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Mathematical Model of the OFDM Signal


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Chaulnes Method
Fourier Transform
Linear transformations - Definition and General Properties
Tutorial Sheet 7 Solutions
Fourier representation of a periodic pulse-train
Maths and Vibrations Tutorial Sheet 4
Maths and Vibrations: Tutorial Sheet 9 Solutions
Commutative rings and algebras
Classes of complexity of uni- and bidimensional cellular automaton and properties of Boolean functions
Boundary Layer Similarity

Mathematical Model of the OFDM Signal

In order to perform the mathematical analysis of OFDM signals, the most convenient strategy is to use the signal theory related to the orthogonal expansion of signals [Pro95]. In this theory, the signal is contained in a subspace and is represented by a linear combination of the base signals Yn(t) of that subspace. The signals conforming the base have the property of being orthonormal, i.e.


Y (t Y)n



and any signal s(t) may be represented in the following lineal form


N -1

s(t) = kA Yk (t ) , (2.20)

k =0

where the coefficients Ak are complex. As we already mentioned in 2.3.1, OFDM is a special case of MCM

(see Figure 2.8), but with the special feature that the different sub-carriers are allowed to overlap their spectra. In the case of OFDM, the system is sketched in Figure 2.9. From Figure 2.9 it is straightforward to identify the kind of base signals being used, i.e.


where w(t) is a window of length T. The easiest choice for w(t) is the normalized rectangular window defined as




e j 2 fD (n-m )(T / 2) - e - j 2 fD (n-m )(T / 2)








(n - m)T




For the case m = n, the expression (2.23) directly yields e^ = 1. The orthogonality is achieved by setting

Df = 1/T, thus making e^ = 0 for any m n. The window w(t) in (2.22) was selected to be the rectangular pulse only for simplicity. Considering this window, the Fourier transformation of the signal s(t) in (2.20) will be made up by a combination of N sinc1 functions, each one separated by 1/T (Ak are considered deterministic constants), i.e.


S ( f ) =


1 sinc(x) sin(px)/px




Figure 2.9. General scheme of an OFDM transmitter.


The total bandwidth occupied by the OFDM signal may be obtained from (2.24). This bandwidth directly depends on the selected window w(t). In this particular case, the sinc function decreases as 1/f, thus generating big secondary lobes that extend the bandwidth. Hence, the total bandwidth may be reduced by considering other windows with smaller secondary lobes.


or equivalently,


The functions |w(t)|2 which accomplish the condition in (2.27) are those having a vestigial symmetry around t=T/2. The definition of vestigial symmetry is given graphically in Figure 2.10, where the integral in (2.27) has been represented for the particular case of k=1. Nevertheless, due to the even symmetry of the cosine function around t = T/2 in (2.27), the integral will be zero for any integer value of k (k 0). There is an infinite number of functions satisfying the previous condition. Besides the rectangular window in (2.22), we will mention the linear pulse (2.28) and the raised cosine pulse (2.29). The two later windows are controlled by a parameter ar called roll-off factor, 0 a r 1, which determines the bandwidth of the window,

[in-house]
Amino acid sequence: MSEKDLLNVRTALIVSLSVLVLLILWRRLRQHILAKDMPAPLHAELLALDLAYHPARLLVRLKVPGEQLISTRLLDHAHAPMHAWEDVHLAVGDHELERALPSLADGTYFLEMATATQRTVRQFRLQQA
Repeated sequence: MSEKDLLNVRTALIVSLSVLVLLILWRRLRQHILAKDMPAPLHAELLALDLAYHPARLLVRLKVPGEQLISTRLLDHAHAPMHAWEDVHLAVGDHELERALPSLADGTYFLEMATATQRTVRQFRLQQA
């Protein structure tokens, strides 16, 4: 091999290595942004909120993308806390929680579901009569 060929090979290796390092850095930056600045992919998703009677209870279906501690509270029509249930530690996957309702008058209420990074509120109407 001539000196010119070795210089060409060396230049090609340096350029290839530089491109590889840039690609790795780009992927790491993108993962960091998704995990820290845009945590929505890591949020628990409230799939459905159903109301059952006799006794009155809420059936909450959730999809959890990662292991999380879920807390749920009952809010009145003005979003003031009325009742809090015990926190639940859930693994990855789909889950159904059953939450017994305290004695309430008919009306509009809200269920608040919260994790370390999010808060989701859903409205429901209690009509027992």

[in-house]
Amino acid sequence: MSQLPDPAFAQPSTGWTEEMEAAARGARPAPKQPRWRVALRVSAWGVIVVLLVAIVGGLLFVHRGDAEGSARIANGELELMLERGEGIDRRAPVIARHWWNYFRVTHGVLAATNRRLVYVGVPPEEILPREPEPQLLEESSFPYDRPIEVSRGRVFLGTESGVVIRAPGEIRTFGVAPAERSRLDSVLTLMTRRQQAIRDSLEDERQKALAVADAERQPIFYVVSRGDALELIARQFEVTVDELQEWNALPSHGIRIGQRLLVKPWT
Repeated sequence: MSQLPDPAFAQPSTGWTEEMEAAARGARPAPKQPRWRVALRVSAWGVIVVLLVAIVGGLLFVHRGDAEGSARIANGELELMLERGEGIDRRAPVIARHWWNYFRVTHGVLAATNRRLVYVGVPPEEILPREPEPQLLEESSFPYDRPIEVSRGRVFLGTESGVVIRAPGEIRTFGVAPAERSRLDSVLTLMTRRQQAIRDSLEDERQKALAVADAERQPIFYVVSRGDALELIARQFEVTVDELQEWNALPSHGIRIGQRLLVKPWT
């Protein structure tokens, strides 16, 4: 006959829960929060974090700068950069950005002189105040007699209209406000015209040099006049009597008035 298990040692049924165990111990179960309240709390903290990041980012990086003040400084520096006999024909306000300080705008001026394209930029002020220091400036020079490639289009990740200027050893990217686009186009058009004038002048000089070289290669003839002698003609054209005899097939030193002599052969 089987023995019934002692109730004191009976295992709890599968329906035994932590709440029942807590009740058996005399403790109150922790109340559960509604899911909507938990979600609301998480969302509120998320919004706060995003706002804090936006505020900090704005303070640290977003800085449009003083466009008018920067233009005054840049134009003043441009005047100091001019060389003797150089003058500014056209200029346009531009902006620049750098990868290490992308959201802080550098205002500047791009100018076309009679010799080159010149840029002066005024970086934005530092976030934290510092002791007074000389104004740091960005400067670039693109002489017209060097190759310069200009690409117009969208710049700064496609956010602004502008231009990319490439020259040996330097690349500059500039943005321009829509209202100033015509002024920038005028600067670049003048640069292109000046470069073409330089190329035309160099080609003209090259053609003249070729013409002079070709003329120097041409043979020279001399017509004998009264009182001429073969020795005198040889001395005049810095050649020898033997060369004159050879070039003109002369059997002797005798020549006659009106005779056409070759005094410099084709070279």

Figure 2.10. Graphical interpretation of the vestigial symmetry.


Note that the previous expressions represent the square value of the respective window. For the special case of ar = 0, both windows (2.28) and (2.29) result in the rectangular one. The representation of these windows is sketched in Figure 2.11, for the particular case of ar =0.4.


Figure 2.11. Representation of normalized windows: rectangular, raised cosine and linear (ar =0.4).




The analysis of the spectrum of these windows in Figure 2.12 shows that all of them have zero-crossings at integer values of 1/T, thus achieving orthogonality. In addition, the linear and raised cosine pulses achieve a better spectral efficiency because of their lower secondary lobes.


Figure 2.12. Comparison of the spectra for different normalized windows (ar = 0.4).


During transmission of the OFDM signal, the symbols will be multiplied by the window w(t) and not by

w2(t). The spectra of the pulses w(t) have no zero-crossings at integer values of 1/T as it happens with w2(t)

-it only happens for the particular case of the rectangular window, because in this case w(t) = w2(t)-. The orthogonality is achieved at the receiver side by multiplying the incoming signal by w*(t). The information sequence Ak is obtained after multiplication by the corresponding complex conjugated phasor and integrating over an interval T(1+ar), as shown in Figure 2.13. In Figure 2.14, the spectrum of an OFDM signal with Ak=1

'k and N=32 is represented. There it can be better appreciated the dependency of the total bandwidth of the OFDM signal with respect to the selected window. Clearly, the root raised cosine (RRC) window results in the better bandwidth efficiency among the proposed windows.


Figure 2.13. General scheme of an OFDM receiver.




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